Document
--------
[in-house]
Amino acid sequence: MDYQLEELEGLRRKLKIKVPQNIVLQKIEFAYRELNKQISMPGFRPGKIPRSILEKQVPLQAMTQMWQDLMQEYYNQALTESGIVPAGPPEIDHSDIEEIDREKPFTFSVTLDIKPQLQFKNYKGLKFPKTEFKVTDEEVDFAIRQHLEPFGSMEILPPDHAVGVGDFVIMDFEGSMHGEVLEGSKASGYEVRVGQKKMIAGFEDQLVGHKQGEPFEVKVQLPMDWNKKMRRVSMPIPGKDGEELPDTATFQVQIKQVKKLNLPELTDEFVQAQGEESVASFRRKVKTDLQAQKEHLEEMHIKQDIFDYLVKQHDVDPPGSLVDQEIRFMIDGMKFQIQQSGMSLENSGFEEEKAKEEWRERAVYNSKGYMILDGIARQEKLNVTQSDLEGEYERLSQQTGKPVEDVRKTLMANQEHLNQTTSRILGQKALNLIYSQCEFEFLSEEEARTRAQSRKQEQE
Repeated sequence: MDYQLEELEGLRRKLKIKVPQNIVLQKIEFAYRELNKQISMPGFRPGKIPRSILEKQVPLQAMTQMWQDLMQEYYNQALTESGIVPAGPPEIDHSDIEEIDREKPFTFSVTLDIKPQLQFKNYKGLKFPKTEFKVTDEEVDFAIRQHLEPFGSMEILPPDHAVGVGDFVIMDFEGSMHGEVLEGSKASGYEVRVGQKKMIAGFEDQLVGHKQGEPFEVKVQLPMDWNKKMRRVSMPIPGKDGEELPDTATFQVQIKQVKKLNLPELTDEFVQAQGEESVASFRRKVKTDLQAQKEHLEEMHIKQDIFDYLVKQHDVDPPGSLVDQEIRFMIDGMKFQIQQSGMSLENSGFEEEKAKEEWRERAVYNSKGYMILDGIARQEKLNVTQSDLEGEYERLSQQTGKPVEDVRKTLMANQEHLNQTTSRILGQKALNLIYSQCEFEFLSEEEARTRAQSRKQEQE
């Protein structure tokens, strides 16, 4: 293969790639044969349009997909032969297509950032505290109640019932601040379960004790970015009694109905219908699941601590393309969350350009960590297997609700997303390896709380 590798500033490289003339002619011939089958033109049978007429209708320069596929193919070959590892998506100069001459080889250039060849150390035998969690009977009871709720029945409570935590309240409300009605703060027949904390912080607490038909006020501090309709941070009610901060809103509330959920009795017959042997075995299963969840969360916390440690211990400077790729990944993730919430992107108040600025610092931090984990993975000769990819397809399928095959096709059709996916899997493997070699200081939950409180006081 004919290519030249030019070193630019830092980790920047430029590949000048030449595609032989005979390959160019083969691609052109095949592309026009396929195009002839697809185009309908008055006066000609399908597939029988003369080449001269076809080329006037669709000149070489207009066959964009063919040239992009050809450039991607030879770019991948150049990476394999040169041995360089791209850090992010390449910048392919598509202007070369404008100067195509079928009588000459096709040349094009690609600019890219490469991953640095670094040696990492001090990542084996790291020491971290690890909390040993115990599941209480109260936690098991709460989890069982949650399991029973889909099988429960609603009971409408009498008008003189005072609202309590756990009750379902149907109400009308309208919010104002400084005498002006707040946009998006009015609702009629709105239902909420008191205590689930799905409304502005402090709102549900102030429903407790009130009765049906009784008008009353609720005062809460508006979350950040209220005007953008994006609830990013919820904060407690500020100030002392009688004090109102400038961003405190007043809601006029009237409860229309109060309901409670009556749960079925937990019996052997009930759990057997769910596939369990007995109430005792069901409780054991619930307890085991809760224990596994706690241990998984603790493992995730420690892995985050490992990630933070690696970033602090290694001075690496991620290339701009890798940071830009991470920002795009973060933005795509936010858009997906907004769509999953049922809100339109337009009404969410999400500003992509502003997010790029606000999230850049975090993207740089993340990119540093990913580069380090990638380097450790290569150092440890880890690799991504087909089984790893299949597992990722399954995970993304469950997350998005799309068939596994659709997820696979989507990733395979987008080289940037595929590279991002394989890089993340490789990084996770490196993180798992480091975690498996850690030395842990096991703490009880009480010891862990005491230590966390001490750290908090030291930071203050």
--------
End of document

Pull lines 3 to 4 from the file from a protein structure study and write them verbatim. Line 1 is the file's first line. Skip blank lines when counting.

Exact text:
Repeated sequence: MDYQLEELEGLRRKLKIKVPQNIVLQKIEFAYRELNKQISMPGFRPGKIPRSILEKQVPLQAMTQMWQDLMQEYYNQALTESGIVPAGPPEIDHSDIEEIDREKPFTFSVTLDIKPQLQFKNYKGLKFPKTEFKVTDEEVDFAIRQHLEPFGSMEILPPDHAVGVGDFVIMDFEGSMHGEVLEGSKASGYEVRVGQKKMIAGFEDQLVGHKQGEPFEVKVQLPMDWNKKMRRVSMPIPGKDGEELPDTATFQVQIKQVKKLNLPELTDEFVQAQGEESVASFRRKVKTDLQAQKEHLEEMHIKQDIFDYLVKQHDVDPPGSLVDQEIRFMIDGMKFQIQQSGMSLENSGFEEEKAKEEWRERAVYNSKGYMILDGIARQEKLNVTQSDLEGEYERLSQQTGKPVEDVRKTLMANQEHLNQTTSRILGQKALNLIYSQCEFEFLSEEEARTRAQSRKQEQE
């Protein structure tokens, strides 16, 4: 293969790639044969349009997909032969297509950032505290109640019932601040379960004790970015009694109905219908699941601590393309969350350009960590297997609700997303390896709380 590798500033490289003339002619011939089958033109049978007429209708320069596929193919070959590892998506100069001459080889250039060849150390035998969690009977009871709720029945409570935590309240409300009605703060027949904390912080607490038909006020501090309709941070009610901060809103509330959920009795017959042997075995299963969840969360916390440690211990400077790729990944993730919430992107108040600025610092931090984990993975000769990819397809399928095959096709059709996916899997493997070699200081939950409180006081 004919290519030249030019070193630019830092980790920047430029590949000048030449595609032989005979390959160019083969691609052109095949592309026009396929195009002839697809185009309908008055006066000609399908597939029988003369080449001269076809080329006037669709000149070489207009066959964009063919040239992009050809450039991607030879770019991948150049990476394999040169041995360089791209850090992010390449910048392919598509202007070369404008100067195509079928009588000459096709040349094009690609600019890219490469991953640095670094040696990492001090990542084996790291020491971290690890909390040993115990599941209480109260936690098991709460989890069982949650399991029973889909099988429960609603009971409408009498008008003189005072609202309590756990009750379902149907109400009308309208919010104002400084005498002006707040946009998006009015609702009629709105239902909420008191205590689930799905409304502005402090709102549900102030429903407790009130009765049906009784008008009353609720005062809460508006979350950040209220005007953008994006609830990013919820904060407690500020100030002392009688004090109102400038961003405190007043809601006029009237409860229309109060309901409670009556749960079925937990019996052997009930759990057997769910596939369990007995109430005792069901409780054991619930307890085991809760224990596994706690241990998984603790493992995730420690892995985050490992990630933070690696970033602090290694001075690496991620290339701009890798940071830009991470920002795009973060933005795509936010858009997906907004769509999953049922809100339109337009009404969410999400500003992509502003997010790029606000999230850049975090993207740089993340990119540093990913580069380090990638380097450790290569150092440890880890690799991504087909089984790893299949597992990722399954995970993304469950997350998005799309068939596994659709997820696979989507990733395979987008080289940037595929590279991002394989890089993340490789990084996770490196993180798992480091975690498996850690030395842990096991703490009880009480010891862990005491230590966390001490750290908090030291930071203050």